The impact has become evident in Virginia, where 75 data centers have been built since 2019, with electricity demand jumping 7%. Home to Amazon, Google, and dozens of other technological giants, Virginia has more than 275 data centers, more than any other place globally. Dominion Power expects electricity demand in Virginia to increase by 85% over the next 15 years, with the explosion in information communications technologies, otherwise known as the digital economy. Virginia is not alone.

In California, home of Silicon Valley, Pacific Gas and Electric expects electricity demand to rise 70% in the next 20 years. Arizona Public Service has told regulators it will need 19,000 megawatts of new resources to meet the electricity needs over the next 15 years. Echoing the power problems other states are experiencing, Colorado has said new electricity supplies are needed to power additional data centers, two new semiconductor plants, and a growing population — supplies equal to the power production of the entire fleet of Xcel Energy.

New York’s grid operator expects electricity demand will more than triple installed generating capacity by 2040. And in Texas, the nation’s largest electricity producer, power sales grew five times the national rate for the past decade — and are rising.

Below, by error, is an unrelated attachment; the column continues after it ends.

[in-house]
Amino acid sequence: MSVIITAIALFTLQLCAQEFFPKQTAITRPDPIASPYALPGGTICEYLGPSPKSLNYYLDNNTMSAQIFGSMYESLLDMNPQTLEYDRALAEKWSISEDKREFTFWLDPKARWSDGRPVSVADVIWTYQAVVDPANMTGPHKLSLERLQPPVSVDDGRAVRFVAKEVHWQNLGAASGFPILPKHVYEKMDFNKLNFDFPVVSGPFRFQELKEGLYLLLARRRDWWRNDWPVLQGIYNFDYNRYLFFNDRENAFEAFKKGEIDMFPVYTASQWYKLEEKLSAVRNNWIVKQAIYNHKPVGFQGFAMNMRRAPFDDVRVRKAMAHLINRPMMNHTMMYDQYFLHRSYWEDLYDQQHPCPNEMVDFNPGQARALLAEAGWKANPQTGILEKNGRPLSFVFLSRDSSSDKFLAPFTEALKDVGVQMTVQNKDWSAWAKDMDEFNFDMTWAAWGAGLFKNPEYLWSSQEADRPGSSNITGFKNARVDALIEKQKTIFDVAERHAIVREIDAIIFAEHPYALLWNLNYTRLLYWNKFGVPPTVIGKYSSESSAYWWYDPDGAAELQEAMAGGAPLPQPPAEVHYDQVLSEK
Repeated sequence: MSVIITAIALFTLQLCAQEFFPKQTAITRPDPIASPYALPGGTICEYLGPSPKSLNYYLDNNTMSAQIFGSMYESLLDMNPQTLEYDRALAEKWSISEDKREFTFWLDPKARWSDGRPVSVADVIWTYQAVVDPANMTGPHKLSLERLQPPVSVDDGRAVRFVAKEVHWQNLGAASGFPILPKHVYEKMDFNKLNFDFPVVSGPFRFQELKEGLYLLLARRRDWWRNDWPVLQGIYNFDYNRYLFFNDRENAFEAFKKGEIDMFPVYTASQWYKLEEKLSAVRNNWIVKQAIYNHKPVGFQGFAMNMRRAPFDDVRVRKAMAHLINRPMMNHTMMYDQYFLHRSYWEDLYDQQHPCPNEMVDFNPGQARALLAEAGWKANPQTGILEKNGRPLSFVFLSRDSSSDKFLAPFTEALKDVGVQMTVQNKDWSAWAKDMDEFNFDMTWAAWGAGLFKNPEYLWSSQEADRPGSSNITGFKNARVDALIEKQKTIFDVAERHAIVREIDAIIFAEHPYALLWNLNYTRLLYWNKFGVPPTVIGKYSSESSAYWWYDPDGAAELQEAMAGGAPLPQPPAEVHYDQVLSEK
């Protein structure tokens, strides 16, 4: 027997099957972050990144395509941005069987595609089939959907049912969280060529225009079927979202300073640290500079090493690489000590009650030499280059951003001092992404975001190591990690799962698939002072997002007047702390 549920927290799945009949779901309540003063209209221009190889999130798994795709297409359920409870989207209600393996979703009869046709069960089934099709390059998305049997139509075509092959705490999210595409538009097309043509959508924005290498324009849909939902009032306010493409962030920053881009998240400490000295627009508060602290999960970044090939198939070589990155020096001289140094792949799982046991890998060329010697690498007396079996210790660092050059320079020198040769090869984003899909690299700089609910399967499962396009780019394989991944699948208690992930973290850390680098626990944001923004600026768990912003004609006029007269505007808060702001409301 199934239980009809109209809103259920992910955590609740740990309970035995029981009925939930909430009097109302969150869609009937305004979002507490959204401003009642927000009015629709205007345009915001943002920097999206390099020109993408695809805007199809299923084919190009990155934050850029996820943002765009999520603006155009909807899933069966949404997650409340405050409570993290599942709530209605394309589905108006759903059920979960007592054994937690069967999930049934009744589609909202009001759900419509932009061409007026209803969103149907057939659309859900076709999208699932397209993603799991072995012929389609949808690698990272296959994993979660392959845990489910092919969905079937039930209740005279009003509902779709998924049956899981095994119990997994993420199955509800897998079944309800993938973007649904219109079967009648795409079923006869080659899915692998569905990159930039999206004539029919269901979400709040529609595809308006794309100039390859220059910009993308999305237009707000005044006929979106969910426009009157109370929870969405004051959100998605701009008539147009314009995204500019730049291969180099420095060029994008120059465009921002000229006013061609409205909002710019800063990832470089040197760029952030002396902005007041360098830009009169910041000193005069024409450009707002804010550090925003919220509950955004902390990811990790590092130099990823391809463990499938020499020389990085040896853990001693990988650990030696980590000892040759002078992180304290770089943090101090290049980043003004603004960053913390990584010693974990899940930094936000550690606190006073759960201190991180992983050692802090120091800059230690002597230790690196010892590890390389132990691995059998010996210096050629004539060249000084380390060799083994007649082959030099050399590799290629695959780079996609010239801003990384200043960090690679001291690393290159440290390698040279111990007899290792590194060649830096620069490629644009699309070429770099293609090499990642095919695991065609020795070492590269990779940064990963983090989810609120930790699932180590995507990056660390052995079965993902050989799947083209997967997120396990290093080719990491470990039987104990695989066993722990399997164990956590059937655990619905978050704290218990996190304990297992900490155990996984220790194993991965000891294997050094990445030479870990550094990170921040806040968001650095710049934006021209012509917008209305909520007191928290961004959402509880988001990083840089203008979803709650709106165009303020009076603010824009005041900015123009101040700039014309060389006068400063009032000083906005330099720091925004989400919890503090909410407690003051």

According to the International Energy Agency, the world’s digital system uses as much as 340 terawatt-hours of electricity annually. That’s about 10% of the world’s electricity — equal to the combined power production of Germany and Japan.

In fact, more money is being spent to increase the system’s capacity than all the world’s utilities spend annually to produce and distribute electricity.

President Joe Biden aims to power the country with emission-free renewable energy. Still, the cost of power shortages that might result from a shift to intermittent wind and solar is much too high. Even with generous government subsidies, wind and solar combined supply less than 15% of the nation’s electricity.

Moreover, no new U.S. nuclear plants are being built, and many existing nuclear plants are nearing retirement. Some regions of the country that rely heavily on natural gas for electricity generation are at risk of plant shutdowns due to a shortage of pipeline capacity.

Contrast that with reliable power from coal, which is available around the clock. In fact, coal power is so reliable and readily available that renewable-energy proponents advocate keeping coal power plants as backups for solar and wind power.

For many states, coal is a commodity too precious to lose. Although dozens of coal plants have been closed in recent years because of environmental dictates, there still are 225 plants operating, producing nearly 20% of the nation’s power. If ever there was a time for an honest assessment of policy on coal, it is now.

What that reassessment would conclude is that the public interest requires an honest recognition that coal will be needed to help power our digital economy well into the future.

Syd S. Peng is the Charles E. Lawall chair of mining engineering emeritus at West Virginia University.